Search News: Fake Web Traffic from Czech Republic and Seychelles

Emma Grant

Head of SEO

Results-driven Emma heads up our SEO team. A champion of best-practice SEO strategies for search engine success that lasts and delivers best value, Emma’s work focuses on boosting clients’ online visibility with the ultimate goal of increasing sales. Emma applies her extensive skill and experience to create strategies that pay off quickly for faster results. She knows precisely what to do to reduce clients’ paid ad spends for greater profits, and how to boost organic leads for better long term return on investment. After close of business, when she’s not organising exciting travel adventures, you may hear Emma strumming classical guitar tunes or working on her jazz riffs.

Fake web traffic from Czech Republic and Seychelles

Have you noticed an increase in spam website traffic coming from the Czech Republic and Seychelles? It’s something we picked up on when looking at traffic analytics for a few clients, and a Google search has indicated that it’s not an isolated incident with countless website owners reporting the issue.

It’s important to keep track of web traffic. If there’s a drop in visitors, we need to work out why and how to repair it. If there are all of a sudden more visitors than usual, we can look for ways to make more of that success.

But on this occasion, the increase in traffic was clearly spam. All the visitors from the Czech Republic and the Seychelles had an extremely high bounce rate. This is the number of visitors who landed on the site, then left without clicking anywhere else.

“Bot traffic”

Most websites will see bounce rates between 26% to 70%, according to a RocketFuel study. 26-40% is considered excellent, and 41-55% average. But this Czech Republic and Seychelles traffic was showing a bounce rate of 99%, as well as low pages per session and a session period of just one or two seconds.

These stats would suggest that the traffic is ‘bot traffic’. Bots are programs that run automated tasks over the internet. They collect data, or carry out roles such as crawling and indexing.

There are good bots, such as those that crawl and index web pages and collect marketing data. And then there are bad bots that run illegal or damaging tasks, sometimes used to hack websites or gain access to personal data.

Why is the bot traffic coming from the Czech Republic and Seychelles?

We’ve not been able to find any straight answer to this question. Seychelles is known for its poor internet access, so it would be strange to think of a bot traffic source being run from there.

There are suggestions that the traffic may actually be coming from a different location, but showing a false IP address from the two locations.

Is bot traffic harmful for a website or SEO?

The good news is that bot traffic from the Czech Republic and Seychelles won’t negatively affect SEO performance.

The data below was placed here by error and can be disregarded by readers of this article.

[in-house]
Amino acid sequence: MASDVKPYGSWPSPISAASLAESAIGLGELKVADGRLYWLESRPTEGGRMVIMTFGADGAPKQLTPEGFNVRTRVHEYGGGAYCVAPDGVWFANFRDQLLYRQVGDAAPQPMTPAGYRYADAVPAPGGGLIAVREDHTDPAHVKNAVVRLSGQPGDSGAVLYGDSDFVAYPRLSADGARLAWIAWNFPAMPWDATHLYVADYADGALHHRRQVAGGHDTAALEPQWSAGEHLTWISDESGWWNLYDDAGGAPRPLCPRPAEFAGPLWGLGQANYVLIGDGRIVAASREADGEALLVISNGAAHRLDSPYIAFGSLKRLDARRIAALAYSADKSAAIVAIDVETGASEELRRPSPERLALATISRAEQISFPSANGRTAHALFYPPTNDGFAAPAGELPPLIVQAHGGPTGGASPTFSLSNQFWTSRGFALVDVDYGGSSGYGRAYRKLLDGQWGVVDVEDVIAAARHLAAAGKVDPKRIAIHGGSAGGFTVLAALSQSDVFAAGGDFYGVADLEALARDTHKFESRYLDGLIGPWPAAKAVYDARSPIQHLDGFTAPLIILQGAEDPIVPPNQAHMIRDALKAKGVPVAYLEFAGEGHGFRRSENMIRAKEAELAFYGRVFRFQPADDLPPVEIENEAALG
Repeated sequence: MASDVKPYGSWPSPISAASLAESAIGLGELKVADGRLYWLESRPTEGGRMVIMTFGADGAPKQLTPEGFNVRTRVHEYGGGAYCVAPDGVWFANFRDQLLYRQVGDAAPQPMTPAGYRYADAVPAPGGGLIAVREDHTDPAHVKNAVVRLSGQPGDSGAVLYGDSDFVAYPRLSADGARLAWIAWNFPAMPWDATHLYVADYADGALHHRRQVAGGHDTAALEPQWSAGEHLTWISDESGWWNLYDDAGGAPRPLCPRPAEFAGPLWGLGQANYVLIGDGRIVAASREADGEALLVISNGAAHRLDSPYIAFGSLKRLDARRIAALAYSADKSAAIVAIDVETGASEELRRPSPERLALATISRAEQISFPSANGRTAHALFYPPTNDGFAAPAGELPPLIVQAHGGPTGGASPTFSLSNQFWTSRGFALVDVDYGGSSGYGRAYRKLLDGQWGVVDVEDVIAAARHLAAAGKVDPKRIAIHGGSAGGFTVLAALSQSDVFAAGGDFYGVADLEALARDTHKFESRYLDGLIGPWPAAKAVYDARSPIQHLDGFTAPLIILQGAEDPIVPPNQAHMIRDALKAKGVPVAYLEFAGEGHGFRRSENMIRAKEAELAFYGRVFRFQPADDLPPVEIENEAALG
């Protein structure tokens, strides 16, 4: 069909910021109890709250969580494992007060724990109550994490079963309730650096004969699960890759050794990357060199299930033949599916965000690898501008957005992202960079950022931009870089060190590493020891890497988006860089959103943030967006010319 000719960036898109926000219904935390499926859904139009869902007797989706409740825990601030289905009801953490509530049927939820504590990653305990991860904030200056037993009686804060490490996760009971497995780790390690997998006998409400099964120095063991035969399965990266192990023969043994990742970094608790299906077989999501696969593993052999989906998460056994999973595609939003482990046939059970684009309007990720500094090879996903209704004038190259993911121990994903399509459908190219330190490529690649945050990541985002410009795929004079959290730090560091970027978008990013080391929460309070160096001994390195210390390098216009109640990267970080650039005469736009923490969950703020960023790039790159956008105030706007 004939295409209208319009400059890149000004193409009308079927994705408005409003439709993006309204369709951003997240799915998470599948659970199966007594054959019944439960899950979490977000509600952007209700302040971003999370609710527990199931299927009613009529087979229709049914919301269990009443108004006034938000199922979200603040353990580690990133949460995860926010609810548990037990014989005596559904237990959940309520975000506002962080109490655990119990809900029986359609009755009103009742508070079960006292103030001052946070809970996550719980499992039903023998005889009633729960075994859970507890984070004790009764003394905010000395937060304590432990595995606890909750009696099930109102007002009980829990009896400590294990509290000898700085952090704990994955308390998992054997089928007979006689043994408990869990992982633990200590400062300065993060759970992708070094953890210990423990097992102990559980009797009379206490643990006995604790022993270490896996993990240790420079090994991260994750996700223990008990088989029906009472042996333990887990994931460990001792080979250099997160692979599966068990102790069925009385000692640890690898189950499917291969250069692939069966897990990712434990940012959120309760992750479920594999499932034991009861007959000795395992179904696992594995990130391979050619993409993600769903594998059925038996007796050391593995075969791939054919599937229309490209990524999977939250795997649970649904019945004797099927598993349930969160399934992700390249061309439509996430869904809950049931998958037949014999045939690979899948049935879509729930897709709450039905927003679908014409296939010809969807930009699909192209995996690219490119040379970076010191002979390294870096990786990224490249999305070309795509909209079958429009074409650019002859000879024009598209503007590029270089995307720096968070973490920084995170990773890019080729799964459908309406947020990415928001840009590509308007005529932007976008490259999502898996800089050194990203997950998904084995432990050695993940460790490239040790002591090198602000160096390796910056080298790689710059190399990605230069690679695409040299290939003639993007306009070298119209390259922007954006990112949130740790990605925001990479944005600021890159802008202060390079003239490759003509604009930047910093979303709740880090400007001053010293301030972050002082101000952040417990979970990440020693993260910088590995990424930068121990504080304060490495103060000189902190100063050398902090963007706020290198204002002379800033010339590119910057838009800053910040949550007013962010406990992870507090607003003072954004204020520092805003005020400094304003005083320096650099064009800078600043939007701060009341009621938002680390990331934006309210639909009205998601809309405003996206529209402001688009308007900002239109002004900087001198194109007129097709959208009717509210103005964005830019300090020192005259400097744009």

If the bots were doing something malicious, such as leaving spam comments on blogs, scraping content or hacking, then yes, that would be damaging. But as far as reports go, that’s not what’s been going on. It just looks like an unprecedented influx of bot traffic.

According to John Mueller, Google’s Search Advocate and the highest known authority on SEO, bots have no direct impact on Google rankings. So that’s a relief. However, having so much false traffic is never going to be helpful, because it becomes tricky to see what’s really going on with your website analytics.

Fake web traffic from Czech Republic and Seychelles

Bot traffic from the Czech Republic and Seychelles won’t negatively affect SEO performance.

What to do about fake traffic from the Czech Republic and Seychelles?

If your website has been affected by a flood of bot traffic from the Czech Republic and Seychelles, you have two options to deal with it.

Your first option is to use Cloudflare. This is a global network designed to make everything you connect to the web secure, private, fast, and reliable. You can use it to specifically block traffic from the Czech Republic and Seychelles using its ‘location exclusion feature, although if you rely on traffic from these locations, it’s not going to be beneficial to you.

The alternative is to use the Location Filter in Google Analytics to exclude traffic from these countries. This will not prevent traffic from the Czech Republic and Seychelles accessing your website, but it will exclude them from your Analytics view, so you will get a truer picture of what’s happening with your web traffic.

And that’s it. There’s nothing else you can or need to do. The issue appears to be a global one that could potentially be affecting thousands if not millions of websites. But it’s not causing any malicious damage or affecting search rankings. So, as long as you exclude the countries from your website analytics so as not to get a false picture of your traffic, that’s job done.

If you could use some help in attracting more genuine traffic to your website and keeping track of your web analytics, you are welcome to get in touch with Figment.

SEO results made simple

Request a Quote